might be reduced by as much as $76.6 billion. Obesity costs
employers more than $12 billion each year in higher healthcare
utilization/benefit claims, lower productivity, and increased
absenteeism. Walking offers distinct advantages for those
who do it and the organizations that promote it. Walking:
- Has a clear, positive impact on
- Is an inexpensive program to implement;
- Encourages high participation
among all age groups;
- Becomes a stepping-stone to other
forms of exercise; and
- Burns about the same number of
calories per mile as running
For more information and a copy of
Walking: The Health and Economic Impact see http://www.walktober.com.
Physical Fitness Linked to Fewer Doctor Visits
Physically fit men visited their doctors less frequently
and had fewer overnight hospital stays, according to a long-term
study published in Medicine & Science in Sports &
Exercise. Researchers compared the cardio respiratory fitness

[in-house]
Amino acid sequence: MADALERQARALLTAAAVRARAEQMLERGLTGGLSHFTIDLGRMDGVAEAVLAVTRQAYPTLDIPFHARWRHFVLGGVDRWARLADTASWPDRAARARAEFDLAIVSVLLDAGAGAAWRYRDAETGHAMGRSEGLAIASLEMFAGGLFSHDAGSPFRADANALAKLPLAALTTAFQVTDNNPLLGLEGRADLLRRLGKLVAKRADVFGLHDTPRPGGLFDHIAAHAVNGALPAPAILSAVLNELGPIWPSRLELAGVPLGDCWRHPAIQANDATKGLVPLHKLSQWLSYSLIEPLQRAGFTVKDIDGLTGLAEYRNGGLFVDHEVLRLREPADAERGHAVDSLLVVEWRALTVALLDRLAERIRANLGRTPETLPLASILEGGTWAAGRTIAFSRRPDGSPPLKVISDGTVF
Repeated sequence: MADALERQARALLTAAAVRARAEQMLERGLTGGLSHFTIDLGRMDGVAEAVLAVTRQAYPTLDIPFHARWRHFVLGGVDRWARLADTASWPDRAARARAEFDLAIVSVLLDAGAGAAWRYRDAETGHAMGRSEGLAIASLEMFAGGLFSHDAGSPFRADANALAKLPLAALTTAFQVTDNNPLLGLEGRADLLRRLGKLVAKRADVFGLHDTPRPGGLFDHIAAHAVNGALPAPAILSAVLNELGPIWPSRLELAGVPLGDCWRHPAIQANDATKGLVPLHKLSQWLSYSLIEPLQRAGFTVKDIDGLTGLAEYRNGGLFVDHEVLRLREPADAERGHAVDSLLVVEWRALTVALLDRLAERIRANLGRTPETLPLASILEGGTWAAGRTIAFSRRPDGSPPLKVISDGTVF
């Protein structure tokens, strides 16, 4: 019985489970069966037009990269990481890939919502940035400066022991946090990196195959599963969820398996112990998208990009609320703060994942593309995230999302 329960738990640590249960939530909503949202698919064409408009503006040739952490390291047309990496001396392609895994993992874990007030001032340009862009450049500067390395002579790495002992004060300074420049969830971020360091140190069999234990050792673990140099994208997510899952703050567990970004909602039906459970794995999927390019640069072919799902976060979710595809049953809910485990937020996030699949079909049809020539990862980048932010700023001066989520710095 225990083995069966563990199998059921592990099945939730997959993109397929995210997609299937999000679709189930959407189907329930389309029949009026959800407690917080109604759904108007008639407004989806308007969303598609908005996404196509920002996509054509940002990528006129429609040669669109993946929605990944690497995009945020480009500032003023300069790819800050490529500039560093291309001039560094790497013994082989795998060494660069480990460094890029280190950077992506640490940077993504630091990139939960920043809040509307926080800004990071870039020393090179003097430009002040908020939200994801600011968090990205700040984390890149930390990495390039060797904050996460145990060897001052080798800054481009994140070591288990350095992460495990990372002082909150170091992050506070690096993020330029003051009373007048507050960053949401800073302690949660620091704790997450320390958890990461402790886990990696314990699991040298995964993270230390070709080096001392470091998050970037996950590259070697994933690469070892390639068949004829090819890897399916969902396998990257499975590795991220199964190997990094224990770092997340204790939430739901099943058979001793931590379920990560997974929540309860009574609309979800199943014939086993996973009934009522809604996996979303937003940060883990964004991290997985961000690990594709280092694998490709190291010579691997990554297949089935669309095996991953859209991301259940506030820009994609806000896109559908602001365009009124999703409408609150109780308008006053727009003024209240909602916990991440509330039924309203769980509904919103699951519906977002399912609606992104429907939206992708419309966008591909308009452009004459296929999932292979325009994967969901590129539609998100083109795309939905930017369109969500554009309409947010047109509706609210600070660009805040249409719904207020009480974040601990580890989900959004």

level to the incidence of medical treatments in 6,679 healthy
men. Study participants who improved their fitness had a
reduction in overnight hospital stays. www.acsm.org
More About Bones
Did you know that two-thirds of your bone is composed of
calcium? Here are the recommended dietary allowances (in
milligrams per day) for calcium for various individuals:
- 18-50 years: 800 mg
- pregnant or lactating women: 1,600
mg for mothers under age 19; 1,200 mg for mothers over
- women over 50: 1,000¬ - 1,500
- men and women over 60: 1,000 -
Vitamin D is necessary to help
metabolize calcium. The best source of vitamin D is the
sun, but fortified milk products offer the same benefit
without the risk of skin damage. Other good sources are
nuts, seeds, beans and peas; fish with bones; and green
Weight-bearing exercises can help prevent bone loss and
may encourage bone growth. Specific exercises to twist,
bend, stretch and compress bones are needed to strengthen
the common sites at risk: the upper arm at the shoulder,
the forearm at the wrist, the thigh bone at the hip, and
the spine. This process is known as ''bone loading.'' Bone-loading
exercise and a balanced diet are important components for
preventing osteoporosis. For more information, see http://www.acefitness.org/fitfacts/fitfacts_display.cfm?itemid=39.